Coronavirus: Dogs could benefit from Manitoba’s new public health orders

It appears people with pets have a lot to gain from Manitoba’s new COVID-19 public health orders which come into effect at 12:01 a.m. Friday and ease restrictions on dog facilities.

Amanda Quinn, a dog trainer at Dumbledogs in Winnipeg, has had a number of dog-related concerns since the first round of coronavirus shutdowns last year.

She is especially concerned about new pet owners with puppies.

“There are all sorts of different learning stages in a dogs life, just like a baby,” Quinn said. “They’re going to pick up certain skills as they grow.”

Read more: Manitoba to further loosen coronavirus rules starting Friday

Quinn said she has noticed a number of new pet owners since last March, mainly because she thinks people have been lonely at home and looking for company.

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Her biggest concern is that these so called “pandemic pets” have been missing out on important mental stimulation.

“We’re going to see a lot of dogs that don’t know how to act because they’ve never been given the opportunity to learn from their mistakes,” Quinn said.

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Dumbledogs has been adapting its programs and policies throughout the pandemic to keep up with changing public health orders.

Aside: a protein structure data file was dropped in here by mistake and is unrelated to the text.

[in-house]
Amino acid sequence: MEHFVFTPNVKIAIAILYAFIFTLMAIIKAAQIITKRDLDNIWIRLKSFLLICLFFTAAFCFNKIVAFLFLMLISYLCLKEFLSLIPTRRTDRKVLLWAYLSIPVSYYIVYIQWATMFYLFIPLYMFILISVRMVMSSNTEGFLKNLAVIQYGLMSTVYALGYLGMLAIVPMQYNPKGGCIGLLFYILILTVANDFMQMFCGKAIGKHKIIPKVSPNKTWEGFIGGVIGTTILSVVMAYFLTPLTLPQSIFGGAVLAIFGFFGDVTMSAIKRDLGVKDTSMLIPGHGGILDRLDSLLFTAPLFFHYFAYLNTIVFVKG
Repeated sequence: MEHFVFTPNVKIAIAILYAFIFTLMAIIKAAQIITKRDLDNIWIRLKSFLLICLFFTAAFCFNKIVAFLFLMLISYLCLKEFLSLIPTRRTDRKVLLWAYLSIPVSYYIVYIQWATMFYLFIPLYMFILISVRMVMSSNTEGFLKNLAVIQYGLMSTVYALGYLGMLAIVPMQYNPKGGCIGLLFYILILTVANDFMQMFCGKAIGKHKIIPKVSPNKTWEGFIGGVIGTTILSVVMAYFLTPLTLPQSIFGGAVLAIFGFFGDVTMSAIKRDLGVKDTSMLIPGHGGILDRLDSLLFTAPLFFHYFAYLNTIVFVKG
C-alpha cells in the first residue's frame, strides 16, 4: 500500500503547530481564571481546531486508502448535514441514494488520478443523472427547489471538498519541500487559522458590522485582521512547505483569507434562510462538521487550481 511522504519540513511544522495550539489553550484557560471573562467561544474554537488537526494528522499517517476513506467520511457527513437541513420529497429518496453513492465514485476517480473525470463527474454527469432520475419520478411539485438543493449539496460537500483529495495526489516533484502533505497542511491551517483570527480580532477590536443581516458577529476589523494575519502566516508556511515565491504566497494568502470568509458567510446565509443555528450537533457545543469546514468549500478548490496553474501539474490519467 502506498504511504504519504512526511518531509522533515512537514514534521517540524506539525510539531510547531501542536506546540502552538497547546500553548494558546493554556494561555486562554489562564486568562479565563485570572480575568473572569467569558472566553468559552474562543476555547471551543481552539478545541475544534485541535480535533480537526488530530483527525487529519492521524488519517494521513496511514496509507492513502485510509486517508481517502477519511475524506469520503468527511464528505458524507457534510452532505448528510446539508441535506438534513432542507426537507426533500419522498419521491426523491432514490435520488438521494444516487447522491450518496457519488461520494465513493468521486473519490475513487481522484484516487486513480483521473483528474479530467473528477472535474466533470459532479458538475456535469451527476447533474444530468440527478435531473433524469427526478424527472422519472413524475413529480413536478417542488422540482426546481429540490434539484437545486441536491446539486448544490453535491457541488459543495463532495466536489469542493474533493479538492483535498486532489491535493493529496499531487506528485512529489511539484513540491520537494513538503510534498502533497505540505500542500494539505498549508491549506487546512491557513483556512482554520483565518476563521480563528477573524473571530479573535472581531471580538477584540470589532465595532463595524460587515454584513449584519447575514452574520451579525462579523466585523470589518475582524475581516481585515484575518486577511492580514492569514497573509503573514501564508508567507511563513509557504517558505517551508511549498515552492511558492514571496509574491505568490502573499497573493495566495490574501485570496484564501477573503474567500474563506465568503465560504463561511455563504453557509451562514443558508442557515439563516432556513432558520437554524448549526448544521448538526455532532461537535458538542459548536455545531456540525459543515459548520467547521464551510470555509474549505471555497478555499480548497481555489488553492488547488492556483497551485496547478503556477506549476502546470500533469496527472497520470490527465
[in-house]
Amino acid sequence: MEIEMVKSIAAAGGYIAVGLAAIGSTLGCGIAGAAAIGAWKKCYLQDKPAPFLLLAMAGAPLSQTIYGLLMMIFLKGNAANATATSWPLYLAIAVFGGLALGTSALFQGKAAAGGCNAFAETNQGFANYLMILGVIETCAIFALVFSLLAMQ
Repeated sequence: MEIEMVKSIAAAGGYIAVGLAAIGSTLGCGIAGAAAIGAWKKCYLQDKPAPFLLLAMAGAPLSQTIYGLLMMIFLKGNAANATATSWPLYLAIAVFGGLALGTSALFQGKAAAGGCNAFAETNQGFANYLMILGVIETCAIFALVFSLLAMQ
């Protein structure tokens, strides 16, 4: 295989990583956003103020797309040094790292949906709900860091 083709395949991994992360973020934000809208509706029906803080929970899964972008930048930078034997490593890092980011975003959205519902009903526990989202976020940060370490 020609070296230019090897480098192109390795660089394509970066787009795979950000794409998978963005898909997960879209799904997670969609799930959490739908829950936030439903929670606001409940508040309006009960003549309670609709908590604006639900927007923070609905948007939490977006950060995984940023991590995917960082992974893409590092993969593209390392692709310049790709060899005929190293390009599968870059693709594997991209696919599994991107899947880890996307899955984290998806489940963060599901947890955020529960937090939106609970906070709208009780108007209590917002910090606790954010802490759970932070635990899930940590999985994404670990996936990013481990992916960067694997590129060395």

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In November when Manitoba went into lockdown, the facility was able to keep its doggy daycare open but has not able to run classes for months.

Starting Friday, dog classes will be allowed to resume, and Quinn said spots are filling up fast.

She said some dogs aren’t fit for daycare, but might do better in a specialized program.

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“If this is your first dog, you’re probably going, ‘What do I do?’” she said. “We can teach you what to do and then you take that home and continue on with it.”

Read more: $4,000 for a mutt? Coronavirus pushing up puppy prices in Manitoba

The City of Winnipeg is offering new pet owners advice.

Leland Gordon, general manager of animal services, said pets should be taken to a local vet for checkups and vaccines.

Pet owners also need to call 311 or go online to license their animal.

“It is the law that all dogs and cats in Winnipeg have to be licensed if they’re over six months of age,” Gordon said.

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While on a walk, Gordan said dog owners should consider trying a harness instead of a standard collar because it provides more control.

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“If your dog has any issues like aggression, be smart and proactive and use something like a muzzle for your dog,”

More information on responsible pet ownership can be found on the city’s animal services website.

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